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Lawmakers demand answers about Strava ‘heat map’ revealing military sites

GPS tracking company Strava published an interactive map in Nov. 2017, showing where people have used fitness tracking devices. (Video: Patrick Martin/The Washington Post)

Congressional Democrats on Wednesday called on Strava, the maker of a popular fitness app, to explain why it published a global “heat map” online that inadvertently highlighted the locations of sensitive government facilities throughout the world by revealing the movements of millions of users.

Rep. Frank Pallone Jr. (N.J.), the top Democrat on the House Energy and Commerce Committee, demanded that Strava CEO James Quarles explain why it published the heat map, what privacy protections it offered users, how it secures data from hackers and whether the company has changed its policies since news of the heat map broke over the weekend.

“The increasing popularity of fitness trackers and other wearable technology has raised serious questions about the types of data they collect and share and the degree to which consumers control their own personal information,” said the letter, which eight committee Democrats co-signed. “The data these devices collect reveals users' precise locations, daily activities, and health information. … In this case, Strava made no attempt to secure information, and instead published location information on the Internet for anyone to see.”

Strava issued a statement Wednesday evening saying, “We’ve received a letter from the ranking member of the House Energy and Commerce Committee. We look forward to working with his staff in answering the letter’s questions.”

News reports on Strava, in The Washington Post and elsewhere, prompted a U.S. military review this week of the fitness devices and other telecommunications equipment that can broadcast the locations of users in sensitive locations. The news also underscored growing concerns about the privacy of fitness apps, as experts found ways to use the Strava app to find the names and photographs of individual users, along with the biking and jogging routes they used.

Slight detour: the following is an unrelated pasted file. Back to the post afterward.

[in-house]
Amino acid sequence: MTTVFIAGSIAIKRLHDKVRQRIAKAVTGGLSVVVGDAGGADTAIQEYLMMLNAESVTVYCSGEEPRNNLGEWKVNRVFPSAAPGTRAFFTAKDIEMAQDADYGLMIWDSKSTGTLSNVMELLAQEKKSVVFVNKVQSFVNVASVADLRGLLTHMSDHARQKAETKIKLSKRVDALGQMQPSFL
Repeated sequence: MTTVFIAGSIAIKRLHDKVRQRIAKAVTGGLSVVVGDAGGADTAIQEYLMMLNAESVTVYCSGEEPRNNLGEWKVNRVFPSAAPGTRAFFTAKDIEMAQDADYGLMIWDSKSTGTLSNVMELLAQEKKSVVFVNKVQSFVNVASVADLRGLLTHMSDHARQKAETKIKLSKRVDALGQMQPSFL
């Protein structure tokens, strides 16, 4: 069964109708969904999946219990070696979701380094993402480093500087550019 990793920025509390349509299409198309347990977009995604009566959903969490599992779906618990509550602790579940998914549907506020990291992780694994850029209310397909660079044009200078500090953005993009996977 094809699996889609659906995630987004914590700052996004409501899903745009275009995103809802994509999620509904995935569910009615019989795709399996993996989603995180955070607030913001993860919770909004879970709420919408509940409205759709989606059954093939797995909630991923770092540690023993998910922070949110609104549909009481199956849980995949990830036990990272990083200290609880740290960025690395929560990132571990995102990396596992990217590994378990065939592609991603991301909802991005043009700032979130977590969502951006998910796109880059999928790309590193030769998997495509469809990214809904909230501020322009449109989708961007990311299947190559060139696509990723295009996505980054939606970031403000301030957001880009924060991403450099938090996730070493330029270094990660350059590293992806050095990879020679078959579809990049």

Such user data, along with military supply and convoy routes, is potentially valuable information to adversaries and those who might plan attacks on U.S. forces, experts said.

Previously, Strava has urged its users to review their privacy settings and said it was working with government and military officials to address concerns about the location of sensitive facilities.

The controversy also has highlighted concerns about ordinary users of fitness tracking devices and similar apps on smartphones, as well as the growing importance of location data generally to Silicon Valley.

Many tech companies collect the locations of their users and market this information in various ways, such as for targeting advertising to people near certain stores. Yet privacy experts say that the locations of individuals are among the most sensitive data sets, potentially showing where people live and work, and what groups or religious organizations they affiliate with. Relationships among people — including relationships that individuals may want to keep private — also can be revealed by location data.

The letter from congressional Democrats also indicates an interest in how privacy settings are established by default, meaning for users who don't alter them before using. Privacy experts have long warned that most people pay little attention to default settings and end up discovering that their data has been released only after it already has happened.

Elena Hernandez, spokeswoman for the full House committee, said, “Our Democratic colleagues did not ask us to join this letter. However, Energy and Commerce Republicans take data privacy issues seriously and will continue to closely monitor the situation with Strava.”